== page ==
Commonwealth Court rejects law on municipal gun ordinances

Written by WITF Staff Report and The Associated Press | Jun 25, 2015 9:55 AM

Photo by AP Photo/Keith Srakocic


(Harrisburg) -- A state appellate court is striking down a Pennsylvania law designed to make it easier for gun-rights advocates to dismantle local gun ordinances. 

Commonwealth Court has ruled the procedure lawmakers used last year to enact the law ran afoul of the state constitution. 

Lancaster, Philadelphia and Pittsburgh, along with a handful of Democratic lawmakers, sued the commonealth over the law.

Under the law, gun owners no longer had to show they were harmed by an ordinance in order to challenge it, and it let "membership organizations'' like the National Rifle Association sue on behalf of any Pennsylvania member.

The provision was merged late in last year's legislative session with a bill whose intent was to establish criminal penalties for secondary metals. It was signed into law by then-Governor Tom Corbett.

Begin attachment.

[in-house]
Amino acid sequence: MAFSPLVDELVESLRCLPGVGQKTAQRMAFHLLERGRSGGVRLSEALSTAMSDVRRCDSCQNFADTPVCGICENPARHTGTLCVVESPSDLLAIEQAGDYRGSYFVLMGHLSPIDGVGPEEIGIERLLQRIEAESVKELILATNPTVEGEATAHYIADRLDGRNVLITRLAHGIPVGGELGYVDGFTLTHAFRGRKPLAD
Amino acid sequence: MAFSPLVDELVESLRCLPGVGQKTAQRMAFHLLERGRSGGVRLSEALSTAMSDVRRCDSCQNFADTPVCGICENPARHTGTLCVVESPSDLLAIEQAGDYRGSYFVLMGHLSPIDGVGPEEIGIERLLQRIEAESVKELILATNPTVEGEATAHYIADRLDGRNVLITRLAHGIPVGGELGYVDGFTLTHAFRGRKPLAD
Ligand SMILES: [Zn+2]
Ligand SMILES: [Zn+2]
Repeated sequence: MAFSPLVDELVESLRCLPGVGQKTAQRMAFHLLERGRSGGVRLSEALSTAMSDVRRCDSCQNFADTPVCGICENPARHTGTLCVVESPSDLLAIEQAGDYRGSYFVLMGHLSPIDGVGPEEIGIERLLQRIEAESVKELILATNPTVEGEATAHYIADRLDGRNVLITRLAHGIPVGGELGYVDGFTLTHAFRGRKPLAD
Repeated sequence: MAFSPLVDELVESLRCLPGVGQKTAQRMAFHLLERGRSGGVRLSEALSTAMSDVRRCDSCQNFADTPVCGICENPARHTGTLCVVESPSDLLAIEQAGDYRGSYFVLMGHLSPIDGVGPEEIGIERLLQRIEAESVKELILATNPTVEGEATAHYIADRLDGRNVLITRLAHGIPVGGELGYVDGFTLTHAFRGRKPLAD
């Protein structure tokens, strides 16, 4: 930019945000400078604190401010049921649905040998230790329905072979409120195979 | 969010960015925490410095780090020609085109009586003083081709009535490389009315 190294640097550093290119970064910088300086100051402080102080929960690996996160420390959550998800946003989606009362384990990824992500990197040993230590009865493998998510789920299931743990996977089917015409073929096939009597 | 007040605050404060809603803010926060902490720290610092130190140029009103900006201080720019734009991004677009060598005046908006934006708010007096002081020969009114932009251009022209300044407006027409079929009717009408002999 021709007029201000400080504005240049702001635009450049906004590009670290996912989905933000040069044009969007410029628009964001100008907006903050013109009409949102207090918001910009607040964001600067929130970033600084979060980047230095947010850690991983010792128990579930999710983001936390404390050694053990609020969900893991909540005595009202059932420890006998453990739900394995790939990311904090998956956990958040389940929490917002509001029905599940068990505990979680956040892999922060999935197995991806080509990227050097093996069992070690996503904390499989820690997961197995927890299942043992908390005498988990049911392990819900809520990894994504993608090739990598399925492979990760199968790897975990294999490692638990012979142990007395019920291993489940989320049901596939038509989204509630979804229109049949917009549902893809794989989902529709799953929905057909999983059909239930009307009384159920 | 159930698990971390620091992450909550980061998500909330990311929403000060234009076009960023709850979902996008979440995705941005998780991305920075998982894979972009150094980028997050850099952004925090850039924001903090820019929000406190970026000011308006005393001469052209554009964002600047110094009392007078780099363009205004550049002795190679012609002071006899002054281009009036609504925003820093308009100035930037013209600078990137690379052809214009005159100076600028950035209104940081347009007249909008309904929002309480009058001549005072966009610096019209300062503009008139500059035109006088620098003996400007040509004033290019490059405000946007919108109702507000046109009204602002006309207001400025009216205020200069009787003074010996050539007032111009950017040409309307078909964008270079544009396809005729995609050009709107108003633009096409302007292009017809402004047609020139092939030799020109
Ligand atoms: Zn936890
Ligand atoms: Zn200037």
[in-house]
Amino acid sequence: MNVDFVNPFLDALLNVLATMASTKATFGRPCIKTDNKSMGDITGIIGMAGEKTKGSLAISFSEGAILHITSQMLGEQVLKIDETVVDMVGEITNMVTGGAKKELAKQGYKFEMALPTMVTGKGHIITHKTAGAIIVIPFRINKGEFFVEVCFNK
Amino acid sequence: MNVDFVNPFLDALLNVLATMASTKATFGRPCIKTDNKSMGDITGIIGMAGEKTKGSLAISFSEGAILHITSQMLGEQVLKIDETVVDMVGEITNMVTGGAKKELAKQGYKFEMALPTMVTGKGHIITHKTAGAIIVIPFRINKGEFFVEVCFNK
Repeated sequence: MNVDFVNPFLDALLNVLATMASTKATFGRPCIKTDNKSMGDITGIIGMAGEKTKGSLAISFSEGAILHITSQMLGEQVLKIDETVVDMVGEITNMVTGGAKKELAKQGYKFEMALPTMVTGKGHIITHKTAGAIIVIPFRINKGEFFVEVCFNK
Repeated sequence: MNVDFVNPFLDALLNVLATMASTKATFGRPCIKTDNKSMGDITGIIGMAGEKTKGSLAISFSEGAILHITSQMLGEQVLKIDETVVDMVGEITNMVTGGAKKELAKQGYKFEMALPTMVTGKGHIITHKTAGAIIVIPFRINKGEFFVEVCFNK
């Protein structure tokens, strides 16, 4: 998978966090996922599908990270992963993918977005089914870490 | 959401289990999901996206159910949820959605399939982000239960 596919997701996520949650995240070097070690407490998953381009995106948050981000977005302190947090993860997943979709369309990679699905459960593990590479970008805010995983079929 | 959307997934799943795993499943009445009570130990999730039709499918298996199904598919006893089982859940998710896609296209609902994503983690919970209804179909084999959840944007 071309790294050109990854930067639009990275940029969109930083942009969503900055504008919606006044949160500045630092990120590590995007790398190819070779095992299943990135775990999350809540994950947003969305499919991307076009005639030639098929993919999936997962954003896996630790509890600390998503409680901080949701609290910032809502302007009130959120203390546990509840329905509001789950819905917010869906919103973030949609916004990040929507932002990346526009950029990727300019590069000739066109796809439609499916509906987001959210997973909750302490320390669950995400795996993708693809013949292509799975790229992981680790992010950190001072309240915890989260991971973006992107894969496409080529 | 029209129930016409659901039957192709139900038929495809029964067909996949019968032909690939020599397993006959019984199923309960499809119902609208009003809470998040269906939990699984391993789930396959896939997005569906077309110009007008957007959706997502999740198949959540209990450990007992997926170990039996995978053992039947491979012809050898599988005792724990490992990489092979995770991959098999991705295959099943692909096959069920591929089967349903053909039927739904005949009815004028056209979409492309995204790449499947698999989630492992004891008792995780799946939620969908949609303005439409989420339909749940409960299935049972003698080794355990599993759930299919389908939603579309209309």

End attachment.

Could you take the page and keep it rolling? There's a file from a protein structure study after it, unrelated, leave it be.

The judges say it violated constitutional requirements that bills can't be altered to change their original purpose and must be confined to a single subject. 

Several gun rights groups used the law to sue communities across the state, including Montgomery County's Lower Merion Township, Lancaster and Pittsburgh.

Several communities, including Reading, have repealed gun ordinances following passage of a law strengthening state pre-emption of municipal gun ordinances.  

Earlier this year, a Dauphin County judge issued a preliminary ruling that three of Harrisburg's restrictions on guns are unlawful, while preserving two ordinances banning firing a gun within city limits and requiring reporting of lost or stolen weapons.

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